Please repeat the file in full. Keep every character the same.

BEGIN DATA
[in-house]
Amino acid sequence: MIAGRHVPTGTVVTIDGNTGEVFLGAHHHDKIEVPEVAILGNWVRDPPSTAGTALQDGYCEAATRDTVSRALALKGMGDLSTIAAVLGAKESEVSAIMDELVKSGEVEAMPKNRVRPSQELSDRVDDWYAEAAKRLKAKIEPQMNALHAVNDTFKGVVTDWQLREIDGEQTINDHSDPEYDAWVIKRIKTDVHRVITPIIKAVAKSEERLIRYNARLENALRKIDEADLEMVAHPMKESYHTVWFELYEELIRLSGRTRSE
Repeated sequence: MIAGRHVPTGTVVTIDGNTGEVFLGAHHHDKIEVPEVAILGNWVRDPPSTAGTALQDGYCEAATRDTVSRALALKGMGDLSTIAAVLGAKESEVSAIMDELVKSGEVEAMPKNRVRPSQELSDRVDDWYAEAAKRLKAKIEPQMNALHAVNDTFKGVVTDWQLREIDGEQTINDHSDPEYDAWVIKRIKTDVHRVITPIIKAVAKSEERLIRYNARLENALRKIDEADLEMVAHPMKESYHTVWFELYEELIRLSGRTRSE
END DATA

[in-house]
Amino acid sequence: MIAGRHVPTGTVVTIDGNTGEVFLGAHHHDKIEVPEVAILGNWVRDPPSTAGTALQDGYCEAATRDTVSRALALKGMGDLSTIAAVLGAKESEVSAIMDELVKSGEVEAMPKNRVRPSQELSDRVDDWYAEAAKRLKAKIEPQMNALHAVNDTFKGVVTDWQLREIDGEQTINDHSDPEYDAWVIKRIKTDVHRVITPIIKAVAKSEERLIRYNARLENALRKIDEADLEMVAHPMKESYHTVWFELYEELIRLSGRTRSE
Repeated sequence: MIAGRHVPTGTVVTIDGNTGEVFLGAHHHDKIEVPEVAILGNWVRDPPSTAGTALQDGYCEAATRDTVSRALALKGMGDLSTIAAVLGAKESEVSAIMDELVKSGEVEAMPKNRVRPSQELSDRVDDWYAEAAKRLKAKIEPQMNALHAVNDTFKGVVTDWQLREIDGEQTINDHSDPEYDAWVIKRIKTDVHRVITPIIKAVAKSEERLIRYNARLENALRKIDEADLEMVAHPMKESYHTVWFELYEELIRLSGRTRSE